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Introduction to Medical Imaging MRI – Magnetic Resonance Imaging

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1 Introduction to Medical Imaging MRI – Magnetic Resonance Imaging
Course Introduction to Medical Imaging MRI – Magnetic Resonance Imaging Guy Gilboa

2 MRI invention Several involved: Nobel prize 2003,
Raymond Damadian – 1971, idea still very sketchy, no images produces. Paul Lauterbur – , mature technique for 2D and 3D imaging. Produced first image of a living mouse. Peter Mansfield - developed a mathematical technique where scans take seconds rather than hours also producing clearer images. Nobel prize 2003, Paul Lauterbur Sir Peter Mansfield (Damadian left out, protests of him and colleagues). From top: Damadian, Lauterbur, Mansfield.

3 MRI scanner The lecture is based mainly on: [1] [2] Ch. 5 of the book by N. B. Smith and A. Webb, Introduction to Medical Imaging, Cambridge University Press, 2011.

4 Typical brain MRI

5 MRI – basic operation principle
The MRI is comprised of 3 main components: A superconducting primary magnet 3 magnetic field gradient coils RF transmitter and receiver Taken from https://wiki.engr.illinois.edu/display/BIOE414/Team+4+-+MRI+Radio+Frequency+Coils

6 Movie – how MRI works (8.5 min.)
https://www.youtube.com/watch?v=Ok9ILIYzmaY

7 Energy units Tesla: A particle carrying a charge of 1 coulomb and passing through a magnetic field of 1 tesla at a speed of 1 meter per second perpendicular to said field experiences a force with magnitude 1 newton, according to the Lorentz force law. 𝑇= 𝑉∙𝑠 𝑚 2 = 𝐽 𝐴𝑚 2 = 𝑊𝑏 𝑚 2 = 𝑁∙𝑠 𝐶∙𝑚 = 10 4 g V=volt; s=second; m=meter; J=joule; A=ampere; Wb=webber; N=newton; C=coulomb; g=gauss.

8 Lorentz force 𝐹=𝑞(𝐸+𝑣×𝐵)
A particle of charge q moving at velocity v in the presence of an electric field E and a magnetic field B, experiences the force: 𝐹=𝑞(𝐸+𝑣×𝐵)

9 Faraday induction The voltage induced V is proportional to the time rate of change of the magnetic flux 𝜑: 𝑉∝− 𝑑𝜑 𝑑𝑡

10 Some symbols 𝜇 [ J/T] = magnetic moment P [ J ∙ s] = angular momentum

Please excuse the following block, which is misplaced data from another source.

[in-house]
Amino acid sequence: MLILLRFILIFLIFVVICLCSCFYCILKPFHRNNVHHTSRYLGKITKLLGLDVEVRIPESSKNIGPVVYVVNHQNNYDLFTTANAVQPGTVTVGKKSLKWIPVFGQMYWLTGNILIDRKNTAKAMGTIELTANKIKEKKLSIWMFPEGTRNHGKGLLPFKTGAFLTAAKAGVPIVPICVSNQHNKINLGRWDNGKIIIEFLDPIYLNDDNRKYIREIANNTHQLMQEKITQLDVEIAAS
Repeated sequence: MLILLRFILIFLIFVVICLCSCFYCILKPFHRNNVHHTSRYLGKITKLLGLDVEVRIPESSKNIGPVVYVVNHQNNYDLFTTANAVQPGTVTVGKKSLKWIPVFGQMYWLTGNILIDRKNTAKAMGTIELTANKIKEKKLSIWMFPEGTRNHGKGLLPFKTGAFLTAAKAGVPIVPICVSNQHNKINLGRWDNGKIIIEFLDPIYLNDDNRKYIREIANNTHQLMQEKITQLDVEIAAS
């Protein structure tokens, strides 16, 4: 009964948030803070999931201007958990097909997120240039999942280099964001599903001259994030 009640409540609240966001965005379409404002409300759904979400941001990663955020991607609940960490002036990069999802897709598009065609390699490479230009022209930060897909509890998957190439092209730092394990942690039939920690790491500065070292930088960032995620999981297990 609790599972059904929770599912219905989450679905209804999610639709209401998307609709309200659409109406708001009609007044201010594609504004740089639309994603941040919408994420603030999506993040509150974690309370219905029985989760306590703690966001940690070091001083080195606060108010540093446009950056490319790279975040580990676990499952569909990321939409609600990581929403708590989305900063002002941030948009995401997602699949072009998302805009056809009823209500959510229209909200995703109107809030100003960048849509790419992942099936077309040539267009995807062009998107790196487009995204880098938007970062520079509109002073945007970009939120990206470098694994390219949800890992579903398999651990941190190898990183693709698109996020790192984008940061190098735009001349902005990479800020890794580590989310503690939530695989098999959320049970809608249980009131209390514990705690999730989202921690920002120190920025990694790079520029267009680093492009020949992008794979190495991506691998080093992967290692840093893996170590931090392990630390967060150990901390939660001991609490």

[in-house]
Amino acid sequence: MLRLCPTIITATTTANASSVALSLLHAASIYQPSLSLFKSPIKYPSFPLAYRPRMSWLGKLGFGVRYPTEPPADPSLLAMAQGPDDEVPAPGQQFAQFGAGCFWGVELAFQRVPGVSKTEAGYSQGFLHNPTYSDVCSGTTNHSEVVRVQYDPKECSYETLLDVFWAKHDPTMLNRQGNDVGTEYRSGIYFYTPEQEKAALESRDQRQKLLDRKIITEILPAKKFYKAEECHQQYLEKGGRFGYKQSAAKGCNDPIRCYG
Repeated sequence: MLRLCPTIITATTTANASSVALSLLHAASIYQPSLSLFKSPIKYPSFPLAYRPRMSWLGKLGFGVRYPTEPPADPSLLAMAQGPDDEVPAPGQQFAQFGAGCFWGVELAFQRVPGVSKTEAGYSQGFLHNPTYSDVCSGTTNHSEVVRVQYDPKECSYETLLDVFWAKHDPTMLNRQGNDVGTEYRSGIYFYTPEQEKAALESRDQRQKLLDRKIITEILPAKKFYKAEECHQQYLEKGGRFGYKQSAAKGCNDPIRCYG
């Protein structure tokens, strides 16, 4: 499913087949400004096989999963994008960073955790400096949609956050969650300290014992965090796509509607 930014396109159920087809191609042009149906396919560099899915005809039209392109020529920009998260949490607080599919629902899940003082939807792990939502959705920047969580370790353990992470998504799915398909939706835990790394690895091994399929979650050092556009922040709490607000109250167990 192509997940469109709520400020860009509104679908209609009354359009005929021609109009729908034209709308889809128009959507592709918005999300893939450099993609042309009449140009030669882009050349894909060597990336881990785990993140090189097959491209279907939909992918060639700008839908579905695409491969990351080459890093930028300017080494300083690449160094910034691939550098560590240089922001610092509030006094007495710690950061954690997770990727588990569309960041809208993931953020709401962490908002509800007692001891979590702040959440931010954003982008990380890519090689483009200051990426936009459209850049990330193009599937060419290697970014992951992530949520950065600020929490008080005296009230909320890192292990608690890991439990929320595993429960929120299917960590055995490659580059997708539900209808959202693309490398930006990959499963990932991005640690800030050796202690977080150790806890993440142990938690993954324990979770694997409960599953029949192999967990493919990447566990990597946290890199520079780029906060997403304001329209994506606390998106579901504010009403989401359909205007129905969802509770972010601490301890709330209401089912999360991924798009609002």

𝛾 [Hz/T] gyromagnetic ratio For protons: 𝛾= Mhz/T 𝜇 =𝛾| 𝑃 | ∆𝐸 [𝐽] Energy difference between parallel and anti-parallel. ∆𝐸= 𝛾ℎ 𝐵 0 2𝜋 M [A/m] = net magnetization. Torque [N ∙m] = moment of force

11 Magnetic Fields used in MR:
1) Static main field Bo 2) Radio frequency (RF) field B1 3) Gradient fields Gx, Gy, Gz

12 Very strong magnets used in MRI
Typical primary magnets 1.5 – 3T Earth magnetic field: 3.1× 10 −5 𝑇 Ohio Akron Children’s Hospital: 3T MRI (Magnetom Skyra, Siemens). Weight ~7,500kg. Cost $3.5M (2011).

13 Over 3T magnets  very large and expensive
7T (Stanford) T (Siemens)

14 Gradient coils Create a weak magnetic field in any direction in space.
Magnetic field strength approximately 100 times lower than the main field.

15 Reference Frame z y x

16 Magnetic Moments MR is exhibited in atoms with odd # of protons or neutrons. Spin angular momentum creates a dipole magnetic moment Planck’s constant / 2 Intuitively current, but nuclear spin operator in quantum mechanics = gyromagnetic ratio : the ratio of the dipole moment to angular momentum Which atoms have this phenomenon? 1H - abundant, largest signal 31P 23Na Model proton as a ring of current.

17 Energy states resonance frequency fo Energy of Magnetic Moment in
Hydrogen has two quantized currents, Bo field creates 2 energy states for Hydrogen where energy separation resonance frequency fo

18 Nuclei spin states There are two populations of nuclei:
n+ - called parallel n- - called anti parallel higher energy n- lower energy n+ Which state will nuclei tend to go to? For B= 1.0T Boltzman distribution: Slightly more will end up in the lower energy state. We call the net difference “aligned spins”. Only a net of 7 in 2*106 protons are aligned for H+ at 1.0 Tesla. (consider 1 million +3 in parallel and 1 million -3 anti-parallel. But...

19 There is a lot of a water! 18 g of water is approximately 18 ml and has approximately 2 moles of hydrogen protons Consider the protons in 1mm x 1 mm x 1 mm cube. 2*6.62*1023*1/1000*1/18 = 7.73 x1019 protons/mm3 If we have 7 excesses protons per 2 million protons, we get .25 million billion protons per cubic millimeter!!!!

20 Torque – mechanical analogy
Spins in a magnetic field are analogous to a spinning top in a gravitational field. Magnetic Torque (gravity - similar to Bo) Top precesses about

21 Precession rotates (precesses) about Usually, Bo = .1 to 3 Tesla
Precessional frequency: or is known as the Larmor frequency. for 1H Usually, Bo = .1 to 3 Tesla So, at 1 Tesla, fo = MHz for 1H 1 Tesla = 104 Gauss

22 Precession – Movie (7 min.)
https://www.youtube.com/watch?v=7aRKAXD4dAg